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WASHINGTON remained a few days at Perkiomen Creek, to give his army time to rest, and recover from the disorder incident to a retreat. Having been reinforced by the arrival of twelve hundred Rhode Island troops from Peekskill, under General Varnum, and nearly a thousand Virginia, Maryland, and Pennsylvania troops, he gradually drew nearer to Philadelphia, and took a strong position at White Marsh, within fourteen miles of that ty. By a resolution of Congress, all persons taken within ty miles of any place occupied by British troops, in the act nveying s to them, were subjected to martial law. jon, Washington detached large bodies of above the city, and between the Schuyl ot all supplies going to the enemy. tions in the river, Washington mainarassment of Philadelphia. These mpaired. The works at Billings


oyed, and some of the enemy's





writes she," and they behaved in the same manner towards General Burgoyne, though he had ordered their splendid establishment to be burnt, and without any necessity, it was said. But all their actions proved, that in the sight of the misfortunes of others they quickly forgot their own." It was, in fact, the lot of Burgoyne to have coals of fire heaped on his head by those with whom he had been at enmity. One of the first persons whom he had encountered in the American camp was General Schuyler. He attempted to make some explanation or excuse about the recent destruction of his property. Schuyler begged him not to think of it, as the occasion justified it, according to the principles and rules of war.

"He did more," said Burgoyne, in a speech before the House of Commons: "he sent an aide-de-camp to conduct me to Albany; in order, as he expressed it, to procure better quarters than a stranger might be able to find. That gentleman conducted me to a very elegant house, and, to my great surprise, presented me to Mrs. Schuyler and her family. In that house I remained during my whole stay in Albany, with a table of more than twenty covers for me and my friends, and every other demonstration of hospitality."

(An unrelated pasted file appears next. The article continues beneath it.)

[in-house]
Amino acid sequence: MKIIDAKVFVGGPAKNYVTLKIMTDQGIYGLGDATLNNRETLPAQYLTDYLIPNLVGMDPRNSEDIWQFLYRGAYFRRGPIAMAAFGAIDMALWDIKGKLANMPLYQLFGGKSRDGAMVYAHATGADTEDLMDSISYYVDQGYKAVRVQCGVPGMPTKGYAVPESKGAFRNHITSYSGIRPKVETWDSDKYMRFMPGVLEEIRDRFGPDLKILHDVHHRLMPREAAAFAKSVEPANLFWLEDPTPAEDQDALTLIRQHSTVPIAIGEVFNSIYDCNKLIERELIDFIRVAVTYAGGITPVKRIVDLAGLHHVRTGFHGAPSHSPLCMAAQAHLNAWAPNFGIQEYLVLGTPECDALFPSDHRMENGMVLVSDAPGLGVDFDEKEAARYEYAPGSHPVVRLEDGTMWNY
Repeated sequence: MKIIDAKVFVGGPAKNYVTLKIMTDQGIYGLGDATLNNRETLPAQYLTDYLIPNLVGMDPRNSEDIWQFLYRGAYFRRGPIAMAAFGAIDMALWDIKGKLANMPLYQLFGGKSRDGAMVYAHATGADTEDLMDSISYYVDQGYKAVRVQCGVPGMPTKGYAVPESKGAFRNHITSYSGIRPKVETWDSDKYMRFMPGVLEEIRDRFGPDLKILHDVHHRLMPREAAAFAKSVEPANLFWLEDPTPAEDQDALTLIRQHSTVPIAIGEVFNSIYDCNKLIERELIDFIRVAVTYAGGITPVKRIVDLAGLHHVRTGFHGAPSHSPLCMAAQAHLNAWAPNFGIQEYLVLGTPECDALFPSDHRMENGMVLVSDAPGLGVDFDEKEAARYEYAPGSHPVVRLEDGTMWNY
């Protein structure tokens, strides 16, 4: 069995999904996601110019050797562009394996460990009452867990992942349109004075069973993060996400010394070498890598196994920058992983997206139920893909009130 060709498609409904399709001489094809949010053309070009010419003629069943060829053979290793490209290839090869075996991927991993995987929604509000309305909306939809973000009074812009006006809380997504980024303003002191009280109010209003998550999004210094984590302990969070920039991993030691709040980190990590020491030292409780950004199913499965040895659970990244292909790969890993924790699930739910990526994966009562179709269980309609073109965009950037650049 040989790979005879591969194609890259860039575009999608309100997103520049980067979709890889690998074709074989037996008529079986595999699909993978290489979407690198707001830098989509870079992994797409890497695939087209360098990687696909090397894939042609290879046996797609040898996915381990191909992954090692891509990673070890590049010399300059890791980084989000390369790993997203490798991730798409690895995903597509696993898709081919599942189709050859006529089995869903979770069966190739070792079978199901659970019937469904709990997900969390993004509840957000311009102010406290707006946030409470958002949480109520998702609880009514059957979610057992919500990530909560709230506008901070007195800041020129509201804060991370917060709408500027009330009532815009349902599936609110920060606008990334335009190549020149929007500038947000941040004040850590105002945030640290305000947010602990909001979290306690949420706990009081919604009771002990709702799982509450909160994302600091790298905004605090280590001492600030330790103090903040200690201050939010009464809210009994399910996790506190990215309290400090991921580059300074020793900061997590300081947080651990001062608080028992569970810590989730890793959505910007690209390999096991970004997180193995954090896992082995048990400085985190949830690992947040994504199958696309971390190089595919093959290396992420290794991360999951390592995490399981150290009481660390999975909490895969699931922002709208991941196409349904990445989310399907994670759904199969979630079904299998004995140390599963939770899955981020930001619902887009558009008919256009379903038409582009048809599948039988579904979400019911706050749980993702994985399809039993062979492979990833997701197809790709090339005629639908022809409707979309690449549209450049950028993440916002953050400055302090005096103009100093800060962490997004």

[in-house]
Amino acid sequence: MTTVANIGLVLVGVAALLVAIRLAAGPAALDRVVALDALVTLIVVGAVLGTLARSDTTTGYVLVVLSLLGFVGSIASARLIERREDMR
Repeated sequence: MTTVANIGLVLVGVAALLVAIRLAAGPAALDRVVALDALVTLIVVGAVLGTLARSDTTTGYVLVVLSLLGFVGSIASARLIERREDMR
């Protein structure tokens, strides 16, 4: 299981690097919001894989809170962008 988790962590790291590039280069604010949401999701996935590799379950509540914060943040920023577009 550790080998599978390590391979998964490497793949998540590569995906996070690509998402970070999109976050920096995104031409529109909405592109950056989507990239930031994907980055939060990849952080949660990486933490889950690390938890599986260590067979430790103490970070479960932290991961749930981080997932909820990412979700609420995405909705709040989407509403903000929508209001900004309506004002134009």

This was indeed realizing the vaunted courtesy and maguanimity of the age of chivalry.

The surrender of Burgoyne was soon followed by the evacuation of Ticonderoga and Fort Independence, the garrisons retiring to the Isle aux Noix and St. Johns. As to the arm on Hudson, the commanders whom Sir Henry Clin charge of it, received, in the midst of their des astounding intelligence of the captur of the




they had come to co-operate. Nothing remained for them, therefore, but to drop down the river and return to New York. The whole expedition, though it had effected much damage to the Americans, failed to be of essential service to the royal The fortresses in the Highlands could not be maintained, and had been evacuated and destroyed, and the plundering and burning of defenceless towns and villages, and especially the conflagration of Esopus, had given to the whole enterprise the character of a maraud, disgraceful in civilized warfare, and calculated only to inflame more deadly enmity and determined opposition.




The reader may desire to know the sequel of Lady Harriet Ackland's romantic story. Her husband recovered from his wounds, and they returned together to England. Major Ackland retained a grateful sense of the kind treatment they had experienced from the Americans. At a dinner party he had warm words with another British officer, who questioned the American character for courage. A duel ensued, in which the major was killed. The shock to Lady Harriet produced mental derangement. She recovered in the course of a couple of years, and ultimately was married to Mr. Brudenell, the worthy chaplain who had been her companion and protector in the time of her distress.